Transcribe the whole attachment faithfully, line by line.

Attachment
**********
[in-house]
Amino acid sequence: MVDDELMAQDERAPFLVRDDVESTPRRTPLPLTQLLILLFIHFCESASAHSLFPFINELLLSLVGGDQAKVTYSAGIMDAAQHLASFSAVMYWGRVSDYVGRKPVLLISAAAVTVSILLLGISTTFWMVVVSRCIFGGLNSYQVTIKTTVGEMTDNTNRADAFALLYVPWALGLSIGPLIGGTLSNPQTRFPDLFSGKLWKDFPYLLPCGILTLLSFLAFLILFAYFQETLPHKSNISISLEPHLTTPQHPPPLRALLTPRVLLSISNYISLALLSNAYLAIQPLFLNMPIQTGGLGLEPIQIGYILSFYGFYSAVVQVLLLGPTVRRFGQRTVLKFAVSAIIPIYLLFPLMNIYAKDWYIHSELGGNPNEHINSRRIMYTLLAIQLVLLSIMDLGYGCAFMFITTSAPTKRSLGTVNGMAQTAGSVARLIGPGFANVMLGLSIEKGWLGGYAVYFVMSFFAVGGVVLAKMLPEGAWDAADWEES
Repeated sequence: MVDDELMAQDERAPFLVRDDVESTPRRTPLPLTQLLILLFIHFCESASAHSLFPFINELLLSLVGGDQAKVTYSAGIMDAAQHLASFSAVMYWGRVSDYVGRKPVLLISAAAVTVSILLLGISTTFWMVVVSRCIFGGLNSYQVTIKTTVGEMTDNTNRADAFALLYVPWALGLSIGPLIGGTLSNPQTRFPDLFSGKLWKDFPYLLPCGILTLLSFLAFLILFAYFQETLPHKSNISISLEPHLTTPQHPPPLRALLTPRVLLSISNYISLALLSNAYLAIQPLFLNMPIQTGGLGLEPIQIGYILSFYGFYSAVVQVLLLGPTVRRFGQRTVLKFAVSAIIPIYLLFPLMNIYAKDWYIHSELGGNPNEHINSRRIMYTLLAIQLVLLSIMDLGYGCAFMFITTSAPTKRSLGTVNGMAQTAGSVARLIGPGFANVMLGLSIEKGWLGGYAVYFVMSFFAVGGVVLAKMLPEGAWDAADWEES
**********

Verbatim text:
[in-house]
Amino acid sequence: MVDDELMAQDERAPFLVRDDVESTPRRTPLPLTQLLILLFIHFCESASAHSLFPFINELLLSLVGGDQAKVTYSAGIMDAAQHLASFSAVMYWGRVSDYVGRKPVLLISAAAVTVSILLLGISTTFWMVVVSRCIFGGLNSYQVTIKTTVGEMTDNTNRADAFALLYVPWALGLSIGPLIGGTLSNPQTRFPDLFSGKLWKDFPYLLPCGILTLLSFLAFLILFAYFQETLPHKSNISISLEPHLTTPQHPPPLRALLTPRVLLSISNYISLALLSNAYLAIQPLFLNMPIQTGGLGLEPIQIGYILSFYGFYSAVVQVLLLGPTVRRFGQRTVLKFAVSAIIPIYLLFPLMNIYAKDWYIHSELGGNPNEHINSRRIMYTLLAIQLVLLSIMDLGYGCAFMFITTSAPTKRSLGTVNGMAQTAGSVARLIGPGFANVMLGLSIEKGWLGGYAVYFVMSFFAVGGVVLAKMLPEGAWDAADWEES
Repeated sequence: MVDDELMAQDERAPFLVRDDVESTPRRTPLPLTQLLILLFIHFCESASAHSLFPFINELLLSLVGGDQAKVTYSAGIMDAAQHLASFSAVMYWGRVSDYVGRKPVLLISAAAVTVSILLLGISTTFWMVVVSRCIFGGLNSYQVTIKTTVGEMTDNTNRADAFALLYVPWALGLSIGPLIGGTLSNPQTRFPDLFSGKLWKDFPYLLPCGILTLLSFLAFLILFAYFQETLPHKSNISISLEPHLTTPQHPPPLRALLTPRVLLSISNYISLALLSNAYLAIQPLFLNMPIQTGGLGLEPIQIGYILSFYGFYSAVVQVLLLGPTVRRFGQRTVLKFAVSAIIPIYLLFPLMNIYAKDWYIHSELGGNPNEHINSRRIMYTLLAIQLVLLSIMDLGYGCAFMFITTSAPTKRSLGTVNGMAQTAGSVARLIGPGFANVMLGLSIEKGWLGGYAVYFVMSFFAVGGVVLAKMLPEGAWDAADWEES